There is a common perception that old news is worthless. I disagree. Old news can often teach you more about the future than current news.
Old news comes with a unique feature: The reader gets to judge its content, predictions, and analysis with the benefit of hindsight. Rather than asking," What does this mean?" in today's newspaper, you get to ask, "What did this mean?" in old news.
Earlier this month, I met with David Cowen, CEO of the Museum of American Finance, who provided a great example of the value of old news. Have a look (transcript follows):
Morgan Housel: So this is one of your favorite things at the museum. What are we looking at here?
David Cowen: What you're looking at is a newspaper with a great bold headline, Morgan, that the stock market crisis is over and it's dated October 25, 1929, four days before what we associate with the great crash. And what had happened to the market, it sold off the day before and rallied back to almost even, so they're declaring it's all clear. We both know four days later, it's going to start to fall apart and it's going to not recover for 12 years, right? And there's going to be a double-dipper session as well. And so what is the take-away from this is number one, don't always believe what you read in the press, or for that matter maybe on Motley Fool, but secondly, what's the job of newspapers? Sometimes we have to be careful as if to sell newspapers or to get the information that we really need out so be careful what you write as a headline because it may just not be true.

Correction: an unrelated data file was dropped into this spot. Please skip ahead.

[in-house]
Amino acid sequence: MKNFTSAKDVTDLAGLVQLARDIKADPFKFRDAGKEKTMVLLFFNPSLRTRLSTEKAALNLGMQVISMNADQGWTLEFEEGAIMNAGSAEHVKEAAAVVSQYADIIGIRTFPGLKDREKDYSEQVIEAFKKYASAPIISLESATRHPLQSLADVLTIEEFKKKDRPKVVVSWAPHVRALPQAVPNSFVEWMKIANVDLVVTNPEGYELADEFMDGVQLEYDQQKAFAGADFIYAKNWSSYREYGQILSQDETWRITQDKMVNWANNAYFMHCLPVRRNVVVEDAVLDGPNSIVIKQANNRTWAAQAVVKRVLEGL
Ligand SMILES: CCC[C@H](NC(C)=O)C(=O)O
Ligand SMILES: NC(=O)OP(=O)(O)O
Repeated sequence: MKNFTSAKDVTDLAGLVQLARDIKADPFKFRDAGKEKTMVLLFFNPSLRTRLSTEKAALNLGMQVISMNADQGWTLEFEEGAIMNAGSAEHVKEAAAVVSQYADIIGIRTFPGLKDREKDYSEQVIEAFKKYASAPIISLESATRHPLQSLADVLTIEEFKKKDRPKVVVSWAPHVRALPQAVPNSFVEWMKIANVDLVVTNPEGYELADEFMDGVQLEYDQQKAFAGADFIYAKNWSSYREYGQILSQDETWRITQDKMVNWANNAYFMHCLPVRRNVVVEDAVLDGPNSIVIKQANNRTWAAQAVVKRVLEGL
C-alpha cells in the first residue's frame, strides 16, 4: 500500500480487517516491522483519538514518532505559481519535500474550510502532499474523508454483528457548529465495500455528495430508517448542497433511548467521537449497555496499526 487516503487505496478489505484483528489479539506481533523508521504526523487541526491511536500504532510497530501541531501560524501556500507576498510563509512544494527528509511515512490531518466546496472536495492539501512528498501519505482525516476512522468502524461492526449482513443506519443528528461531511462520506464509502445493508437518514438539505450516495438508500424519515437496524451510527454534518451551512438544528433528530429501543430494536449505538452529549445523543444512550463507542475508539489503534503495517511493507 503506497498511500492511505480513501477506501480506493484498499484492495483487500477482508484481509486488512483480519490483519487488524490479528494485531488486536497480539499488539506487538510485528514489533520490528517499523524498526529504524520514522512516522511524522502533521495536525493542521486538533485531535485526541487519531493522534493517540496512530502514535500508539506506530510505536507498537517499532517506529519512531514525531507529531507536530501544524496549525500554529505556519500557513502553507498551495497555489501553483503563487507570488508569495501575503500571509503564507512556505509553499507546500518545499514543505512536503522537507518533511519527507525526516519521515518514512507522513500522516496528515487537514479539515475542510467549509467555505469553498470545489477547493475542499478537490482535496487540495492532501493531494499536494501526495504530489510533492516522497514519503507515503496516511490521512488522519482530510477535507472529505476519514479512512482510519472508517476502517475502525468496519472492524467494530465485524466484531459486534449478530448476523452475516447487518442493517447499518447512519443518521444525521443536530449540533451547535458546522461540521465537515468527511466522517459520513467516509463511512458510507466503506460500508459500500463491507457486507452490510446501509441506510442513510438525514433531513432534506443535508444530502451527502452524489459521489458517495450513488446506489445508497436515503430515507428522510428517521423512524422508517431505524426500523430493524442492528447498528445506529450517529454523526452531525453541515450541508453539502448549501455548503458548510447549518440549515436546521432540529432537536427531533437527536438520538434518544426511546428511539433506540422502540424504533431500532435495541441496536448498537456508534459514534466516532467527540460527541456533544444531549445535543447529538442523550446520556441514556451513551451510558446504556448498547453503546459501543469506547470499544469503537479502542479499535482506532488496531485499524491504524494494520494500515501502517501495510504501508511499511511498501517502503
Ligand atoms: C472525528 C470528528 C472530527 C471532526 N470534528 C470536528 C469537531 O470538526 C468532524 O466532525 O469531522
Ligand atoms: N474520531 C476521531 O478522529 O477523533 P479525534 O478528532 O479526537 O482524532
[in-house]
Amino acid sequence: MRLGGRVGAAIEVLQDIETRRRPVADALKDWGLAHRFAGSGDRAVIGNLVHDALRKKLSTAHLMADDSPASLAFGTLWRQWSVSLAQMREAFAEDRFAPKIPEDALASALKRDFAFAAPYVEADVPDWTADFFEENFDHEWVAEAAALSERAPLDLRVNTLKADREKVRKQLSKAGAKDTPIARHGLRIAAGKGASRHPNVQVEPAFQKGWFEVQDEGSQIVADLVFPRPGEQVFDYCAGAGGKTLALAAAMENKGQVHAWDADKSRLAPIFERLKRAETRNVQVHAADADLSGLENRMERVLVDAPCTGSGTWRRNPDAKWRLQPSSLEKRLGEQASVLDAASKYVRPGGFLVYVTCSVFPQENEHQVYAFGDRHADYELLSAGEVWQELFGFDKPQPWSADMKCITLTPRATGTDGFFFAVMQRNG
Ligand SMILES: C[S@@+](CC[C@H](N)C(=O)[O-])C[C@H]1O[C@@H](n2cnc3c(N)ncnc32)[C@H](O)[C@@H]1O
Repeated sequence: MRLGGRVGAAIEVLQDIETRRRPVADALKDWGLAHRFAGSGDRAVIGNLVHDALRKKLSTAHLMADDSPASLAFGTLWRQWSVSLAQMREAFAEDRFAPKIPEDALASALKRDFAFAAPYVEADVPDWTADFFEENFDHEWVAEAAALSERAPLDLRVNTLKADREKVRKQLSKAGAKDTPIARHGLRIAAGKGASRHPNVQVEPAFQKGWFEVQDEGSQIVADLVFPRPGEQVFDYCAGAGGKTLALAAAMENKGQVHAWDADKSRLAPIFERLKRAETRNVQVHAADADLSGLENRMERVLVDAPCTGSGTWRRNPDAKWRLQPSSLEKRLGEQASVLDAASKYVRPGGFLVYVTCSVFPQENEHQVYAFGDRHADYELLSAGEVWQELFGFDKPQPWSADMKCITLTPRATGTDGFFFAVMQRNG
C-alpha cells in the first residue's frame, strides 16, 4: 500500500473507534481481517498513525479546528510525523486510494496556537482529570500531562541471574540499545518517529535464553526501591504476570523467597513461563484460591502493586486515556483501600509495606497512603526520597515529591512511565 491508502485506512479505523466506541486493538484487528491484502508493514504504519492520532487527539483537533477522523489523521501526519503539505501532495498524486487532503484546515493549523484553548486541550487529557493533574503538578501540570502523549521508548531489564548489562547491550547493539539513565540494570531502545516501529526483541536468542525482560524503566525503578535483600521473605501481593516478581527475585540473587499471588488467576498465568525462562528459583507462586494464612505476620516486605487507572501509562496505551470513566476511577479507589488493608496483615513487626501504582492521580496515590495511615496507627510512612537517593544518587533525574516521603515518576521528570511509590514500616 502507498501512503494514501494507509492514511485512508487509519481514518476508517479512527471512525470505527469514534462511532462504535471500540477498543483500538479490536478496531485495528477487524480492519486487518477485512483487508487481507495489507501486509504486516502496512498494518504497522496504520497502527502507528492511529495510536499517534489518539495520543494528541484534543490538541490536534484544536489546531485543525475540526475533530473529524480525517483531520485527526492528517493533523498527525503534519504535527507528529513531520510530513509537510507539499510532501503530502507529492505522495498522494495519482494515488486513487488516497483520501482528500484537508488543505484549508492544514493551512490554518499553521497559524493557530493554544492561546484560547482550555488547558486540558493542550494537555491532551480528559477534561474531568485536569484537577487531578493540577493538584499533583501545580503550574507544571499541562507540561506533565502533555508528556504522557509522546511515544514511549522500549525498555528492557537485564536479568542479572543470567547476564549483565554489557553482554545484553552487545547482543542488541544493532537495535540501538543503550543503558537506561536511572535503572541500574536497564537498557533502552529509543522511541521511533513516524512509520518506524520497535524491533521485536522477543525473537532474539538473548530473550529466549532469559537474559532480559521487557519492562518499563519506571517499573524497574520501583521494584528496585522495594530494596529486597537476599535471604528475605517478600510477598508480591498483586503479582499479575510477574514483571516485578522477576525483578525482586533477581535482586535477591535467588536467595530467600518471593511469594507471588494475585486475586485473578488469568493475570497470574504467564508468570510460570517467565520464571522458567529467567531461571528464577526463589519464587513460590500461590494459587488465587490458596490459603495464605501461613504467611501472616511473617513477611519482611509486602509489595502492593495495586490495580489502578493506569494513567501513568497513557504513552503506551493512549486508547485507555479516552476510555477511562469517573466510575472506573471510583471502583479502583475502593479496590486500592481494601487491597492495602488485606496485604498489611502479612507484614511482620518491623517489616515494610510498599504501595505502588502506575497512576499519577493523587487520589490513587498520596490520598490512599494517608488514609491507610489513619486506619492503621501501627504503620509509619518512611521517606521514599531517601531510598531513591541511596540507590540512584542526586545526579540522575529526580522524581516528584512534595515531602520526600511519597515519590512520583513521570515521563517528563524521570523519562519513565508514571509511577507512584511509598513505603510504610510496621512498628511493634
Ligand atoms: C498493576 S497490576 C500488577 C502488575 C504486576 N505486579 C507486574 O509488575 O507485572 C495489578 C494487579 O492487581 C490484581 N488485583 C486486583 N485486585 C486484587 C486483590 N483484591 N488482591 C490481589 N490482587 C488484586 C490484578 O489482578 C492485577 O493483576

Morgan Housel: Don't believe what you see.
David Cowen: There you go.